News Article | April 25, 2017
Charles F. Brega, Director of Fairfield and Woods P.C., has joined The Expert Network©, an invitation-only service for distinguished professionals. Mr. Brega has been chosen as a Distinguished Lawyer™ based on peer reviews and ratings, dozens of recognitions, and accomplishments achieved throughout his career. Mr. Brega outshines others in his field due to his extensive educational background, numerous awards and recognitions, and career longevity. Mr. Brega earned his bachelor's degree with distinction in 1954 from The Citadel Military Academy before obtaining his Juris Doctor from the University of Colorado Law School. Mr. Brega is a Martindale-Hubbell® AV® Preeminent™ Rated attorney whose outstanding representation has earned him distinction as a Top 100 Trial Lawyer by The National Trial Lawyers, Top 10 Attorney by the National Academy of Personal Injury Attorneys, and 10 Best in Client Satisfaction by the American Institute of Personal Injury Attorneys, among many others. With nearly 60 years dedicated to law, Mr. Brega brings a wealth of knowledge to his industry and, in particular, to his areas of specialization, the fields of estate, family, personal injury, and intellectual property law. When asked about his decision to pursue a career in law, Mr. Brega said: "We lived in a tiny town, and both my dad and grandad were attorneys. I always saw them doing it, and that’s what I always wanted to be." Today, Mr. Brega operates his practice under a passionate relationship-driven approach to law, which considers a client to be simply 'a friend with a problem.' With more than half a century of litigation experience behind him, Mr. Brega has tried over 400 civil and criminal cases in both state and federal courts, and before arbitration panels. His experience has earned him a wealth of industry knowledge, and he is highly skilled in a range of litigation matters including Estate and Trusts, Business and Commercial, Family Law, Intellectual Property, Real Estate, Personal Injury, Securities, Arbitration, and Regulatory Defense. In addition, he has a wealth of experience in Security and Criminal Law, with hundreds of cases related to experience and over a dozen murder trials under his belt. As a thought-leader in his field, Mr. Brega has a unique vantage point from which to track developments in the industry. Commenting on the growing prominence of cases that are resolved through settlement rather than trial, he noted: "In my opinion, we are getting fewer and fewer people who are real trial lawyers. Most people today are looking to settle out of court as much as possible because litigation has become so expensive for the average person." With such a position of prominence in his industry, Mr. Brega is deeply involved in his professional community. He has previously held positions as the President of the Colorado Lawyers Association and on the Board of Governers for the American Trial Lawyers Association. Today, he is a respected member of the International Academy of Trial Lawyers, as well as the International Society of Barristers. Over the course of his career, Mr. Brega has been considered nationally as one of the top three speakers in his industry and continues to teach trial strategy, negotiation techniques, and settlement skills both across the country and internationally. For more information, visit Mr. Brega's profile on The Expert Network© here: https://expertnetwork.co/members/charles-f-brega/1dfce0b81e3fe980 The Expert Network© has written this news release with approval and/or contributions from Charles F. Brega. The Expert Network© is an invitation-only reputation management service that is dedicated to helping professionals stand out, network, and gain a competitive edge. The Expert Network© selects a limited number of professionals based on their individual recognitions and history of personal excellence.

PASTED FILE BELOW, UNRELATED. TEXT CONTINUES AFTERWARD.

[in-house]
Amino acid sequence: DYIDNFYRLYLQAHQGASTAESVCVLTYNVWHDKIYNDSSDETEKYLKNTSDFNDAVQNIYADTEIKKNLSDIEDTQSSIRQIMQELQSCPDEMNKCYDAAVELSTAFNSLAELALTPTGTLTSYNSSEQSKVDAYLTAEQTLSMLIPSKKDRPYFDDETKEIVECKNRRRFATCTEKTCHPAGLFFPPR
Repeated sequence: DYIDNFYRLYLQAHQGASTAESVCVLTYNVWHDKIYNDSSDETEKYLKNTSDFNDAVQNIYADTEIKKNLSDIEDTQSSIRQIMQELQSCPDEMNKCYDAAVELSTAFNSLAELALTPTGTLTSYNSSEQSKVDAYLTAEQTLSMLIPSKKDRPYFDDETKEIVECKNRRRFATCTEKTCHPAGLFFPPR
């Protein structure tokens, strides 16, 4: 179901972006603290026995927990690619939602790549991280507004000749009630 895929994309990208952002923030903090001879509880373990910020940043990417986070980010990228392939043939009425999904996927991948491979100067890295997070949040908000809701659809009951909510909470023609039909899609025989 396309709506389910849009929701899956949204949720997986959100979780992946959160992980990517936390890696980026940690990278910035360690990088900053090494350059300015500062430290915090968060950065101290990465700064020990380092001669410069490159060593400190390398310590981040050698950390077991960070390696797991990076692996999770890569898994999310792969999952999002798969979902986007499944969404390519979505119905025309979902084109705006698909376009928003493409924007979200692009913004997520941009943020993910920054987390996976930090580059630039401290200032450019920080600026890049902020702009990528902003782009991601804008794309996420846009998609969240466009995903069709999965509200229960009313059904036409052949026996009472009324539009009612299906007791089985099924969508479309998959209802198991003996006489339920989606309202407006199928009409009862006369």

News Article | April 17, 2017